The Fresh Loaf

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Dough getting much stiffer after first fermentation

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nicodvb's picture
nicodvb

Dough getting much stiffer after first fermentation

Hi,

in this period I'm preparing a lot of panettones with a lot of sugar and fats in the dough:-)

What I noticed is that after several hours the first dough (very slack at the end of the kneading) gets much stiffer, it can even be handled by hands. I wonder if this effect is due to the acidification that comes with fermentation, or to the nature of the flour (W 410, 14.5% proteins) or -possibly- to vitamin C (not listed in the in bag, but almost surely present in the flour).

Does vitamin C act in the long term? What would happen if I added some more dissolved in the water of the dough? Would it help to increase the absorbence?

Nico

ananda's picture
ananda

Hi Nico,

Plant bakers use ascorbic acid with the improver in order to provide increased dough strength during mixing and the early stages of fermentation.   They rely also either on intensely mixing the dough with a high speed mixer, or, through the use of chemical [L-Cysteine], or enzyme [Protease, not declared!] in order to reduce the dough.   So elasticity and extensibility are both achieved within 10 - 15 minutes of dough formation.   You are doing the same thing, only much better of course, over a long period of time using something natural, called fermentation.   Improvers are designed to speed up the process, so the longer term benefit is reduced.   It might, however, give you better dough structure in the early stages of mixing.

I managed to completely over-mix my Panettone dough a couple of days ago.   I ended up with cake!

Very best wishes to you

Andy

mwilson's picture
mwilson

Overmixing panettone. It's not just me that does this then! I cannot tell you how many times I've done this! It's so dis-heartening isn't it?! I've overmixed the dough more times than I haven't. I too have panettone cake in the oven right now!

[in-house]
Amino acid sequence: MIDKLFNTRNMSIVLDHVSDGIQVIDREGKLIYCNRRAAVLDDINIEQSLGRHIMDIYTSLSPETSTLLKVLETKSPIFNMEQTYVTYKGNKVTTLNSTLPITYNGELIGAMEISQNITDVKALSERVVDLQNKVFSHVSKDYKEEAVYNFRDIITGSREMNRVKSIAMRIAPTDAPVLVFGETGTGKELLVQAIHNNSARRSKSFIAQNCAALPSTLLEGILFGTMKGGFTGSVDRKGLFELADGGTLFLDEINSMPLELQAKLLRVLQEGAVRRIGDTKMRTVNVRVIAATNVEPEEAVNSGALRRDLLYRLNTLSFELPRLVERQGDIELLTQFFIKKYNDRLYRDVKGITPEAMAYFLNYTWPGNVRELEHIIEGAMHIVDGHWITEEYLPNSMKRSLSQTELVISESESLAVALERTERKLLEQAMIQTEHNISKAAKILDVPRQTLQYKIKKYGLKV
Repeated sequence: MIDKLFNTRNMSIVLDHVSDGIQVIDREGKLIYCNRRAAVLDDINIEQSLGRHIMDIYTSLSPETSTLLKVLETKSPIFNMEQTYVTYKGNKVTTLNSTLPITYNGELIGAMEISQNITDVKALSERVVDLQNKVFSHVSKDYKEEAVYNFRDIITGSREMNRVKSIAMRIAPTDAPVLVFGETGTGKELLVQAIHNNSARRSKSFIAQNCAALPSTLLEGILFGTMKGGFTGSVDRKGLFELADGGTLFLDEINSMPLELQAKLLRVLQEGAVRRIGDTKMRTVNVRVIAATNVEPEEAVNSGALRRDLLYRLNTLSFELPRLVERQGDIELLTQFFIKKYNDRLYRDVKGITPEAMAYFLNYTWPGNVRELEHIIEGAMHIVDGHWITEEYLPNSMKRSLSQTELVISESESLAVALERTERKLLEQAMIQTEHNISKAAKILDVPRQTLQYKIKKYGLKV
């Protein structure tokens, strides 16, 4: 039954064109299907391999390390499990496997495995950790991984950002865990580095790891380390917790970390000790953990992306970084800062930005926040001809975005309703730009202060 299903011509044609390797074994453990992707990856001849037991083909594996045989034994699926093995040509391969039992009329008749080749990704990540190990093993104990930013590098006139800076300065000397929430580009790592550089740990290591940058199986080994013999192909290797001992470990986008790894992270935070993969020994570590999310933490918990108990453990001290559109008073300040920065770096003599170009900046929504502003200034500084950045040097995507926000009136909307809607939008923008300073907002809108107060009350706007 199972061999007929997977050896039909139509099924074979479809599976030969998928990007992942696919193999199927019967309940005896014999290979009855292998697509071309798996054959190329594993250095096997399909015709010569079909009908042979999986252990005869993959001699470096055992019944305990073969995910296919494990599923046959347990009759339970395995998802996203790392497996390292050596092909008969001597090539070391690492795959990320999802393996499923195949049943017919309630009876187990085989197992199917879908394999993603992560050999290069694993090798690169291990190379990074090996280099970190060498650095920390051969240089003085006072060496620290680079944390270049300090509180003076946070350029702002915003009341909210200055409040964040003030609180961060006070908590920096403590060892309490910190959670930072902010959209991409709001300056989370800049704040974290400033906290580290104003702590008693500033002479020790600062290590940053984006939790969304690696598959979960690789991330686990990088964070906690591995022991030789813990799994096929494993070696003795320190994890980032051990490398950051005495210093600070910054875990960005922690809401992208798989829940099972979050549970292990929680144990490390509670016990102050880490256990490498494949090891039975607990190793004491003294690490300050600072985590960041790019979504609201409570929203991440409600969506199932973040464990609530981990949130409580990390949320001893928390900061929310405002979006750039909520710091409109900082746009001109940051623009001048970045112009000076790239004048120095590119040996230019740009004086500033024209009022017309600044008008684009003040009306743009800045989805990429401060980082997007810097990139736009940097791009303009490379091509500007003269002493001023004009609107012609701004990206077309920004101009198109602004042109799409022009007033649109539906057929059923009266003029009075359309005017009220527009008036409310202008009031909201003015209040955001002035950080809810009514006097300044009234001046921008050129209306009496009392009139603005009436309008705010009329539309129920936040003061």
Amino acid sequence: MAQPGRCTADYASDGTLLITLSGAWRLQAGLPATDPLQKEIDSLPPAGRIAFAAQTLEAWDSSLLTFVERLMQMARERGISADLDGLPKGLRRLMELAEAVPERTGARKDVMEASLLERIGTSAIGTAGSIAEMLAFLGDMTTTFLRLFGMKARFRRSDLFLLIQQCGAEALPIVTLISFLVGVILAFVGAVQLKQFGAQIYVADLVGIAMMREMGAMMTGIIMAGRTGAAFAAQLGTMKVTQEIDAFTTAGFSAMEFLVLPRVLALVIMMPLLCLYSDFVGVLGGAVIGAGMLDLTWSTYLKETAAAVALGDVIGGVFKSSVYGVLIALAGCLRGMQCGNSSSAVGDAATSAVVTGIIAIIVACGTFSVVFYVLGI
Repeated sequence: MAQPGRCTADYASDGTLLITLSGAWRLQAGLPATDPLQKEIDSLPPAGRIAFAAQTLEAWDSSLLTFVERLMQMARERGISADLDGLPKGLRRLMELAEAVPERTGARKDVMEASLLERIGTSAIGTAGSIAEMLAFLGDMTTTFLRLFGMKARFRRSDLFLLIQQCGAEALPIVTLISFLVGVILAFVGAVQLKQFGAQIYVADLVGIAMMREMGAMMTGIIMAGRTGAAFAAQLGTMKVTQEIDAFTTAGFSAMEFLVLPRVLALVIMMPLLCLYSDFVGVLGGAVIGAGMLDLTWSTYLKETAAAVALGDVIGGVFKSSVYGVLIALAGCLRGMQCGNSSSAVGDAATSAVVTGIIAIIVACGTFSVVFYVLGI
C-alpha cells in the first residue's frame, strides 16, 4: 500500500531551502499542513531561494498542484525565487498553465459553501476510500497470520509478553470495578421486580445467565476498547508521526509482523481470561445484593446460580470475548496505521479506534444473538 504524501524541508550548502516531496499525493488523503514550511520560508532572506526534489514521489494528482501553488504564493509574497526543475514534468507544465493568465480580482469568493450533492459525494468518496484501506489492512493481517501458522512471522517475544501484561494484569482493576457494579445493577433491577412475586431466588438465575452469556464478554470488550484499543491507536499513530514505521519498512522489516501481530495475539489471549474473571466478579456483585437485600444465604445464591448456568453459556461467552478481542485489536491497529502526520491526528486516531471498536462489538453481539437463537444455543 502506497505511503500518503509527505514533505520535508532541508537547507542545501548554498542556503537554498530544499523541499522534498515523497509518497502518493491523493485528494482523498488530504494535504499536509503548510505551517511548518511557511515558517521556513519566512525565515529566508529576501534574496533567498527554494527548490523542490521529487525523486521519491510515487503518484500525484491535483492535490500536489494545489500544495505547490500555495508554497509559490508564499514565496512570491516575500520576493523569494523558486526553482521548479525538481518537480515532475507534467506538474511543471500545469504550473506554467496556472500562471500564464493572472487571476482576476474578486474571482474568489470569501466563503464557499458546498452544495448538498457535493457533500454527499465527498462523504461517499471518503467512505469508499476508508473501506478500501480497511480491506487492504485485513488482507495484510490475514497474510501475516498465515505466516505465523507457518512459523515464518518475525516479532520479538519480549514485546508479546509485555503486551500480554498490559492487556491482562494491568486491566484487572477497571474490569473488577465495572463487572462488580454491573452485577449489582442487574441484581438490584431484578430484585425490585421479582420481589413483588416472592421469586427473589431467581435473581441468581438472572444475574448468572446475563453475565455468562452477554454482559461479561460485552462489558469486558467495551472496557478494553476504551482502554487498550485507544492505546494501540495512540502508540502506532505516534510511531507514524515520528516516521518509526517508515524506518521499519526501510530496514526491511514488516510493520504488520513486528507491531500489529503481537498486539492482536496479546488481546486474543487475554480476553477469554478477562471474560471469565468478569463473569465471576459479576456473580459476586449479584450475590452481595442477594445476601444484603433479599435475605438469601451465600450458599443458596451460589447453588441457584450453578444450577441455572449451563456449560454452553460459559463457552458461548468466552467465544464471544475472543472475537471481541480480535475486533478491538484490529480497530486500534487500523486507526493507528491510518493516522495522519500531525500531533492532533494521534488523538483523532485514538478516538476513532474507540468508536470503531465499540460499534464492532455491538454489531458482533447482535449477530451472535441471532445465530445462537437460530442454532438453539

mwilson's picture
mwilson

I'm guesing your using natural yeast - from my experience this is a completely normal observation. The acidity build up will strengthen the dough somewhat. This was especialy notiable in the Francesco Elmi panettone I made recently. The first dough was very slack after mixing but after fermentaion it was much more firm.

nicodvb's picture
nicodvb

Yes, Mwilson, you guessed correctly. Elmi's first dough was exactly the dough that exhibited that particular behaviour more clearly.

Andy, thanks for your remarks. It's sad having a dough like that overmixed. Retry and you'll surely pull out of your hat a panettone as wonderful as your breads!

thomaschacon's picture
thomaschacon (not verified)

I'm guessing it's the excessive amount of gluten (for panettone) in the flour you're using that's responsible. 

nicodvb's picture
nicodvb

In order to achieve a more open crumb I use flour for pizza in the second dough (9.5% proteins). 80% of the flour is in the first dough, 20% in the second dough.

dghdctr's picture
dghdctr

Hi Nico,

Just a few random observations . . .

Your flour, if truly at 14.5% protein (which is extraordinarily high) is much stronger than any used in viennoiserie with which I am familar.  In any case, it's quite possible that there was at least a bit of delayed absorption of water by the proteins in your flour.  It happens sometimes.

Also, though, the apparent "stiffening" of the dough as it ferments can be largely attributed to the process of dough maturation itself.  Any dough exhibits some proportion of both liquid and solid characteristics, and as the dough rests during fermentation the gluten network develops passively and the solid attributes become more apparent.  If this particular dough showed more of that stiffening than normal, it may be that your very strong flour is the culprit.

BTW, a high sugar level in your dough, as is typical with pannetone or brioche, can make the dough seem wet, when it is really just very slack from the sugar interrupting the formation of gluten strands.  As the dough sat during fermentation, it may have developed considerable gluten strength passively, and then been much stronger (stiffer) when fermentation was complete.

-- Dan DiMuzio

nicodvb's picture
nicodvb

Hi Dan,

following what you wrote I guess that if I had used a weaker flour I would have noticed a lesser degree of stiffening because of the lower amount of gluten-forming proteins. Am I correct?

The strength of the flour shows in the crumb: when used in purity the crumb has only tiny and very regular holes, although the bread blows as much as 5 times (the form fills only up to 1/4 of the volume, but after baking it domes 1/4 above the rim if not more).

This flour is on its way:)

http://www.flour.it/00-Manitoba-Rosa-Flour.htm

 

Thanks very much for your explanation.